For non-native English speakers
Is there anyone who has fully understood this grammar point? Can you use the articles without thinking, even though there's no such concept in your native language? If yes, then this question is for you:
HOW DID YOU DO IT?
Did you memorise all the Murphy's grammar books? Is it the result of reading fiction and/or watching films? Did you go to an English-speaking country and had an epiphany during the conversation with a bartender? Did you sell your soul to the devil? What did you do? Please tell me. I'm all ears. If you don't want to write it publicly, please (please!) send me a personal message.
For native English speakers (if you have read this far for some reason)
What do you think sounds less weird?
Q: What do you do?
a) I'm student.
b) I'm the student.
In case you're wondering: I'm trying to develop a strategy "when in doubt".
I have a friend in England who is from a Slavic-speaking country. She taught English in her home country for several years, has a Proficiency certificate and has lived here for many years with native speakers. At one point, she got fed up of making mistakes with articles so she asked her housemates to mercilessly correct every mistake with articles she made for one week solid. She is now better but not perfect.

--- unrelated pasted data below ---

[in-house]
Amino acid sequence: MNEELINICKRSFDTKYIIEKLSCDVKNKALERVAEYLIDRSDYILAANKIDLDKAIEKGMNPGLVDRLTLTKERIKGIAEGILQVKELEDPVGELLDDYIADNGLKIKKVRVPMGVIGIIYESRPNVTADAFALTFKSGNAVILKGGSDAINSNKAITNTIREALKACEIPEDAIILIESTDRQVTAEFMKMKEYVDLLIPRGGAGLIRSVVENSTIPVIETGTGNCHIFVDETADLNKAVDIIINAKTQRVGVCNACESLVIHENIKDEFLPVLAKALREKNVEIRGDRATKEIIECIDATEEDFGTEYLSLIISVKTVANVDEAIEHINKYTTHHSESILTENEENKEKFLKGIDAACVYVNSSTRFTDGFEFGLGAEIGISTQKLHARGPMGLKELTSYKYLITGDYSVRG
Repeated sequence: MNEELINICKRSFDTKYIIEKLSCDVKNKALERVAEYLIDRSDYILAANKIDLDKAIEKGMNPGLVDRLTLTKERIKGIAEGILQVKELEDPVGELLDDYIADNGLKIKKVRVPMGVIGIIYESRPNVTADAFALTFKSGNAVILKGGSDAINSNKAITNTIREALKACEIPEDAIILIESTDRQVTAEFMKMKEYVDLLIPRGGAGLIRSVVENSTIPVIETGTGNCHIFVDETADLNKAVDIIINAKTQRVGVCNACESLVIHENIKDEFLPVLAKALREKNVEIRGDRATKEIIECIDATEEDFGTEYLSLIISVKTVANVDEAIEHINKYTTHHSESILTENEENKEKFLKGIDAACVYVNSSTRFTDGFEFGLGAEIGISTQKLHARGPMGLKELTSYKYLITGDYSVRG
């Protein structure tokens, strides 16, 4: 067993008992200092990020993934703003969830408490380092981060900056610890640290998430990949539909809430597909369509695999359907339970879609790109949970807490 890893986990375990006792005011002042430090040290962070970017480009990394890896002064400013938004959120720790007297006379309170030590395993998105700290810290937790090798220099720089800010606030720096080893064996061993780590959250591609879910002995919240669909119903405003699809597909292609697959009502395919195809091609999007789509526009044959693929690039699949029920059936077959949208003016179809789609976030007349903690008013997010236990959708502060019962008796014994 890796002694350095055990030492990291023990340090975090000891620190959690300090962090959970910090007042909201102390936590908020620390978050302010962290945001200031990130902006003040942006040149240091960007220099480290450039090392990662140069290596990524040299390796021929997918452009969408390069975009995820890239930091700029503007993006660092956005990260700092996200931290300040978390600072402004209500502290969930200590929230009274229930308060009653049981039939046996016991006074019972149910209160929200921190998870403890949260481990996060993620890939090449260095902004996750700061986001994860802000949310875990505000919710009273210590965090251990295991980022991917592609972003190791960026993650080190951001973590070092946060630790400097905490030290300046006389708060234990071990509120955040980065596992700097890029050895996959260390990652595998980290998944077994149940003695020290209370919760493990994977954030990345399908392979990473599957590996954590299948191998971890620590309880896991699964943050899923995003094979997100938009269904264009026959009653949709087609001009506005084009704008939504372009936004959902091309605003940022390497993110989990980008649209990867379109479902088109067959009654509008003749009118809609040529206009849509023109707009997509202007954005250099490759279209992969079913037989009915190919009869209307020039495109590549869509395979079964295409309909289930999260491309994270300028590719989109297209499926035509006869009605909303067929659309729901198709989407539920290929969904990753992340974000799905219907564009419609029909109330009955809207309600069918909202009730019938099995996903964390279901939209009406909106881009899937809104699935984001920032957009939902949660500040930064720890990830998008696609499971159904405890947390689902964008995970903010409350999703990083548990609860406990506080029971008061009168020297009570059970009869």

I agree with everything Phil said. He recommended substituting "one" and "that/those" as a check. More extreme options would be "any" and "the only". So if you say "I'm the only student", the effect might be more obvious.
Another thing worth mentioning is that "a/an" and "the" are sometimes used for dramatic effect and, in such cases, non-natives will find it even harder to work out the rules in play. For example, I have a son called Tom (actually not his real name). I sometimes say things like: "You're being a lovely Tom today". I have characterised his name as a species, like "a cat", but just playfully.
In terms of sounding less weird, you mean that instead of saying 'I am a student' you say one of those other options?
I mean, they both sound bad. But 'I'm the student' is at least a grammatically correct construction in other contexts whereas 'I'm student' is not correct under any circumstances. So putting an article there is better than nothing I guess, although like I said it still sounds bad.